DEAR ABBY: I have been separated for three years and am now going through a divorce. I have started a new relationship, and, for the first time, I know what being in love feels like.
"Mason" is a remarkable man with many great qualities. However, when we go to my friends' parties, they often make comments and belittle him because he didn't graduate from college. Mason is a security guard. It doesn't bother me, but I feel bad when people ask him why he didn't become a police officer "instead."
My friends are all professionals who married other professionals. They don't realize that they can sometimes be snobs. I don't know how to approach this subject without getting into an awkward confrontation. Mason's feelings were hurt before by a prior girlfriend whose family and friends thought he was a loser because he's a security guard.
I love him and want this to work. Why do I let other people's comments affect me? And how can I approach them about this matter? -- UNHAPPY IN NEW YORK
DEAR UNHAPPY: You may be affected because your friends are unable to see the wonderful qualities in Mason that you do. Please understand that they may feel they are trying to look out for your best interests after what has to be a traumatic disappointment -- the long, depressing slog through your divorce. If your friends persist in making comments to Mason about his job, you should ask them to please stop because they are making both of you uncomfortable.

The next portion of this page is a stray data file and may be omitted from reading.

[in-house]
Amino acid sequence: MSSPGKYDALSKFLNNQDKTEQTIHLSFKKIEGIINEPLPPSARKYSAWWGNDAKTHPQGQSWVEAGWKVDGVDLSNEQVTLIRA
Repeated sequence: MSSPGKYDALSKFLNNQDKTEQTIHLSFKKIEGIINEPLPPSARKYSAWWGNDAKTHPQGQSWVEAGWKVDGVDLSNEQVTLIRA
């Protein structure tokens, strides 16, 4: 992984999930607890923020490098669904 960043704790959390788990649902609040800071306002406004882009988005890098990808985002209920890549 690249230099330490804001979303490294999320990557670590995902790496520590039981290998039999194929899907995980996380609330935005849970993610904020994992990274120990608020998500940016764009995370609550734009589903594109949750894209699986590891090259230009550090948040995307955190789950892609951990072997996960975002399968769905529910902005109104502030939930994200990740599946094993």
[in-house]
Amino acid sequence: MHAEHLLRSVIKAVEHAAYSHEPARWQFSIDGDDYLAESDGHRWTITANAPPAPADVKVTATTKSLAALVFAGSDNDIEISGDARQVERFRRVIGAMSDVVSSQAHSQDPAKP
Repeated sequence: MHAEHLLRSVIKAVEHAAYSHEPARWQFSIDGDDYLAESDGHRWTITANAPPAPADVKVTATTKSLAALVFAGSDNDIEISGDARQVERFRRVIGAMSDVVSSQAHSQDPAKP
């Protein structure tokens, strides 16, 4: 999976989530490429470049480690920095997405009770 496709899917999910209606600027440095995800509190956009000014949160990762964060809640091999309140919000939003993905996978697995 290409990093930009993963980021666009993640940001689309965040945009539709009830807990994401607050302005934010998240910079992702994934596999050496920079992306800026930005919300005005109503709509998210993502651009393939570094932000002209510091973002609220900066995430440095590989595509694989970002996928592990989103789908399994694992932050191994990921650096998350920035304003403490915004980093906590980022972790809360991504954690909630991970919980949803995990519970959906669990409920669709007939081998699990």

However, I would be remiss if I didn't caution you: After someone has experienced a divorce, it is not unusual to experience a rush of adrenaline -- a kind of "high" -- during the next relationship. While it seems idyllic, the problem is that it usually doesn't last, which is why rebound relationships often don't work out. This is not to imply that there is anything wrong with Mason, only that you would be wise to take your time before rushing into another marriage.
DEAR ABBY: I want to be at home on Christmas! Am I so bad? Every year, my mother-in-law pushes us to be at her house on Christmas. My husband and I have even discussed this issue with a marriage counselor. Together, we agreed to always be in our home on Christmas Day. I am happy to have my in-laws over, but not bothered if they choose not to come.
My husband talked to his mother, and everything was worked out last year. However, when I told him she was starting up again, he got mad at me! It makes me sad that he is more worried about pacifying his mother than making memories with me.
I want to fix dinner and do special things in my home because I didn't have that when I was a child. Am I so terrible to want that? She had her time. Now I want my time. -- WANTS MY TURN IN NORTH CAROLINA
DEAR WANTS YOUR TURN: Your husband got mad at you because he has been on the receiving end of heavy pressure from his mother. She's alive and kicking, so in her mind her "time" is not yet over.
While I sympathize with your desire to establish traditions of your own, you will encounter less resistance and resentment if you do it gradually. A way to do that would be to alternate Christmas holidays between your home and your in-laws' -- a suggestion I hope you will take to heart.
Dear Abby is written by Abigail Van Buren, also known as Jeanne Phillips, and was founded by her mother, Pauline Phillips. Write Dear Abby at www.DearAbby.com or P.O. Box 69440, Los Angeles, CA 90069.
For an excellent guide to becoming a better conversationalist and a more sociable person, order "How to Be Popular." Send your name and mailing address, plus check or money order for $7 (U.S. funds) to: Dear Abby, Popularity Booklet, P.O. Box 447, Mount Morris, IL 61054-0447. (Shipping and handling are included in the price.)